Microsoft Office Tutorials and References
In Depth Information
Methods
Methods
Methods are actions that can be performed by objects. VBA objects have inherent behavioral
abilities. Following are examples of Excel objects and some of their methods:
The Range object of A1:D10 can have its cells’ contents cleared with the ClearContents
method:
Range(“A1:D10”).ClearContents
Workbooks and worksheets can be activated with the Activate method:
Workbooks(“Book1.xlsx”).Activate
Worksheets(“Sheet2”).Activate
Here’s a more complicated example, to call your attention to the fact that objects can contain
objects, not just properties. Suppose you have three pivot tables on Sheet1, and you only
want to refresh the pivot table named PivotTable2. As far as VBA is concerned, what you
really want to refresh is the PivotCache object of the PivotTable2 object of the Sheet1
worksheet object. This line of code would accomplish that, using the Refresh method:
Worksheets(“Sheet1”).PivotTables(“PivotTable2”).PivotCache.Refresh
This multiple-object syntax might look daunting at first, but you can take some
comfort in knowing that you’ve been writing VBA code in this manner since
Day 1. All objects (except the Application object, which is Excel itself) have a
Parent property, that is, another object to which they belong. In many cases,
you don’t need to specify the Parent object because it is inferred by default. For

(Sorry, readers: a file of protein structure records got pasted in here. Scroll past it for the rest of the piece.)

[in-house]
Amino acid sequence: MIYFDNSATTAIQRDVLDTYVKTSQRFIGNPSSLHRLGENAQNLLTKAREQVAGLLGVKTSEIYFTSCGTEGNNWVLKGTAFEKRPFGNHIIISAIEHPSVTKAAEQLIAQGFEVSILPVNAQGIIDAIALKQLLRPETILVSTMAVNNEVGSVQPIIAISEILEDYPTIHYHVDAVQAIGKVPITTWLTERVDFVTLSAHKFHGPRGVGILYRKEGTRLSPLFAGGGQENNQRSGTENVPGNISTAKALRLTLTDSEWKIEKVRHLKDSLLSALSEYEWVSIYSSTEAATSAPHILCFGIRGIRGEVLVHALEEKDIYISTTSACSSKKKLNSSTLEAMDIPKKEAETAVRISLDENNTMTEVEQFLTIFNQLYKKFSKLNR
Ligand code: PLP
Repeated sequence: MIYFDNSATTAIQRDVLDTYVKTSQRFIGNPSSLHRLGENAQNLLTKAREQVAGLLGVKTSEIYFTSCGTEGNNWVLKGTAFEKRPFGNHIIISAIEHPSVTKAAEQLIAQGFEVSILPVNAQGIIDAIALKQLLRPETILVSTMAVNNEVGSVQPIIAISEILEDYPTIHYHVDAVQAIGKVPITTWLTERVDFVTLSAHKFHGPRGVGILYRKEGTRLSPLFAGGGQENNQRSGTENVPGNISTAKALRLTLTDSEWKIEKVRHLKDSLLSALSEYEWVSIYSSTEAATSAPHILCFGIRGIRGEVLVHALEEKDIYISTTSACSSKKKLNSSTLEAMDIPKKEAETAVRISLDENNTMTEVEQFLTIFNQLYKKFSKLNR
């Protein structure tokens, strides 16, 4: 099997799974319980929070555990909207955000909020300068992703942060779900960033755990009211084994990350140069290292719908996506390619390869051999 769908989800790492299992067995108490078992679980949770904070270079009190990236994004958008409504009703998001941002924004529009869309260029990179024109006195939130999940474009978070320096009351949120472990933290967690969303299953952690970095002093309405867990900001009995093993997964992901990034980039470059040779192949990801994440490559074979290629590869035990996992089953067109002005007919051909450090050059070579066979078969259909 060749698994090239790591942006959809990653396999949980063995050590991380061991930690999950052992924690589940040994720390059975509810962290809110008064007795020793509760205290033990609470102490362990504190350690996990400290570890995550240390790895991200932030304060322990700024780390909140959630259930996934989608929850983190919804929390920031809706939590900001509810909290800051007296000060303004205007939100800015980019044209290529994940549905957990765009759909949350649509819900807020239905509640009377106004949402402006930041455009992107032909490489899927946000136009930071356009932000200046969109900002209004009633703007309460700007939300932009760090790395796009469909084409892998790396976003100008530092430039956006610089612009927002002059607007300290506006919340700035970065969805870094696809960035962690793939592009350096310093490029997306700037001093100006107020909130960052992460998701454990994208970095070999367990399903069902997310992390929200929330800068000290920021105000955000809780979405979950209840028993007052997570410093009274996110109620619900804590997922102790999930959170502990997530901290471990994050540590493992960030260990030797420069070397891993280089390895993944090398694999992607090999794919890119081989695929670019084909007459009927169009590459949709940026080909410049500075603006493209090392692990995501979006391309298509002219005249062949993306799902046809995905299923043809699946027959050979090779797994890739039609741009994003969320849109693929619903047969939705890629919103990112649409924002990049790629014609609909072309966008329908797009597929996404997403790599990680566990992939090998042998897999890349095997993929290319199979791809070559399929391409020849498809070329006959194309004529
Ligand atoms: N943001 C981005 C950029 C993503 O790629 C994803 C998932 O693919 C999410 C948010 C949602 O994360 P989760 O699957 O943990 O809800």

example, if you are referring to cell A1 on your active worksheet, you do not
need to (though you could) express it as ActiveSheet.Range(“A1”) — you only
need to express it as Range(“A1”). In the preceding example, however, pivot
tables are embedded objects for which VBA requires you to specify the Parent
worksheet object. If all this talk of properties and methods is not clear yet, don’t
worry, it will all make perfect sense when you see the theory in action.
collections
Some of the VBA programming you learn in later lessons will involve the concept of collections, and
it is a topic I’ll touch on here. In object-oriented programming, a Collection is an object that
contains a group of like objects. For example, there is a Worksheets collection object that is the entire
group of Worksheet objects in your workbook. Even if one worksheet contains hundreds of
formulas and another worksheet is totally empty, both those worksheets are like objects because they are
both worksheets, and therefore they both are a part of the Worksheets collection.
As you’ll see, invoking the Collection object in your code is a terrific way to take some action
on all the objects in that collection, without needing to know anything specific about the
collected objects. For example, say you want to add some boilerplate text to every comment on your
 
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